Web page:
1 Department of Systems Biology, Technical University of Denmark2 Center for Biological Sequence Analysis, Department of Systems Biology, Technical University of Denmark3 Cellular Signal Integration, Center for Biological Sequence Analysis, Department of Systems Biology, Technical University of Denmark4 University of Copenhagen5 University of Cambridge6 Department of Electrical Engineering, Technical University of Denmark
Significance Chemical shifts are the most fundamental parameters measured in nuclear magnetic resonance spectroscopy. Since these parameters are exquisitely sensitive to the local atomic environment, they can provide detailed information about the three-dimensional structures of proteins. It has recently been shown that using such information directly as input in molecular simulations based on the molecular fragment replacement strategy can help the process of protein structure determination. Here, we show how to implement this strategy to determine not only the structures of proteins but also their thermal fluctuations, thereby broadening the scope of chemical shifts in structural biology.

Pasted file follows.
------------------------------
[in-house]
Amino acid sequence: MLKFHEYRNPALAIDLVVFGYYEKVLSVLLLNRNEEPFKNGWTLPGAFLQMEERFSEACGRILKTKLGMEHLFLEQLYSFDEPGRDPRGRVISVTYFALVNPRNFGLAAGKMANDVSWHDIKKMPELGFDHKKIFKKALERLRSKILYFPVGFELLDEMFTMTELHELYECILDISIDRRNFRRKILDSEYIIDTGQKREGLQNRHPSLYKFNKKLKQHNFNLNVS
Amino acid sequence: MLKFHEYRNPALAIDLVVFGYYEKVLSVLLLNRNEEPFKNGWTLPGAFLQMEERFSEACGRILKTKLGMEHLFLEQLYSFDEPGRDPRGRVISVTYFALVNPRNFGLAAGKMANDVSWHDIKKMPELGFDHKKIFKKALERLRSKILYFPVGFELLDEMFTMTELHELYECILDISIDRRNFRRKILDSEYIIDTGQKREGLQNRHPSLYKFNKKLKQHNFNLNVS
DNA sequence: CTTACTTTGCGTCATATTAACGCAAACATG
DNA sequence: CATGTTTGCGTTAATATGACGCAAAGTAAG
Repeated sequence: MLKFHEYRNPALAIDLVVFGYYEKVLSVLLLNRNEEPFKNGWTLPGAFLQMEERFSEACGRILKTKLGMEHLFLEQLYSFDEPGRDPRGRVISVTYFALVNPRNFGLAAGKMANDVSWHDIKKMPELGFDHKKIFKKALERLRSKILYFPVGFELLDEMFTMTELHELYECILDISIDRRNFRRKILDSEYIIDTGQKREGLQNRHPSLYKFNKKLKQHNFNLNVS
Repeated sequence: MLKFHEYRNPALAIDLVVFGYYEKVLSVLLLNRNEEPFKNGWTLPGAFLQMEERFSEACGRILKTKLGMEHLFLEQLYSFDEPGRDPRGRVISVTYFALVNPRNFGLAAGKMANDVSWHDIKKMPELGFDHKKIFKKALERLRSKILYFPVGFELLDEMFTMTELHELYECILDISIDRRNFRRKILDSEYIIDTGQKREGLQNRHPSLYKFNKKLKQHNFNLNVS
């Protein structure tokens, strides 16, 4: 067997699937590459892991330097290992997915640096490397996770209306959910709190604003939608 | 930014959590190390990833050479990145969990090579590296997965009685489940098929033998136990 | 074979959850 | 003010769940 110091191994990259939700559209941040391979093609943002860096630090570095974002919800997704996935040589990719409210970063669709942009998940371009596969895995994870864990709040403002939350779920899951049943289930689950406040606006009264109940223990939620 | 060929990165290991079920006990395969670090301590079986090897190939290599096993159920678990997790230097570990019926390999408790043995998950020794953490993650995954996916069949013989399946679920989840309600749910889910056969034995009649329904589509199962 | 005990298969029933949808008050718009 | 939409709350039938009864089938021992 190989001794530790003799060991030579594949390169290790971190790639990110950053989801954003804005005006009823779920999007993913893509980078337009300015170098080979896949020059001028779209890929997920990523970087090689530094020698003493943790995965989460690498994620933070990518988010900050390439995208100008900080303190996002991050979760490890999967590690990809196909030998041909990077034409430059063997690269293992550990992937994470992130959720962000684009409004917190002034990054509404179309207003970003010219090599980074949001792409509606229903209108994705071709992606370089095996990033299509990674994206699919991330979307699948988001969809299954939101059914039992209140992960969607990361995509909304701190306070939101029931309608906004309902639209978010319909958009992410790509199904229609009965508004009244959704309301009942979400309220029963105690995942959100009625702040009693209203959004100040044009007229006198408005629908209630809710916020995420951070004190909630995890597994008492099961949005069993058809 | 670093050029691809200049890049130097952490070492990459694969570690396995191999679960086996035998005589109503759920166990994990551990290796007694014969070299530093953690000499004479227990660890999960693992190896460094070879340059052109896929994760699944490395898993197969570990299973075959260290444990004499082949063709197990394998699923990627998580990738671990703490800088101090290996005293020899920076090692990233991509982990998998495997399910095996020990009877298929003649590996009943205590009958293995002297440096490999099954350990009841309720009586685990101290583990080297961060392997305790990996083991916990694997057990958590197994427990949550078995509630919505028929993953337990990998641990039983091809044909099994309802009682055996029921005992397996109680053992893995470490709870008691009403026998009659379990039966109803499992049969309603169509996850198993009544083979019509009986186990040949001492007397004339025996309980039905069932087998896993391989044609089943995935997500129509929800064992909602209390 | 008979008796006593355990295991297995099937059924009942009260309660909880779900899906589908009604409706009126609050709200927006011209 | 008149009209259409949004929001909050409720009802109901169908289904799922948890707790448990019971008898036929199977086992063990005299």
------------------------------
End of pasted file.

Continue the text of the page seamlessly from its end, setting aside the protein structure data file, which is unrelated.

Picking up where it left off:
Proceedings of the National Academy of Sciences, 2014, Vol 111, Issue 38, p. 13852-13857
Biological Sciences; Biophysics and Computational Biology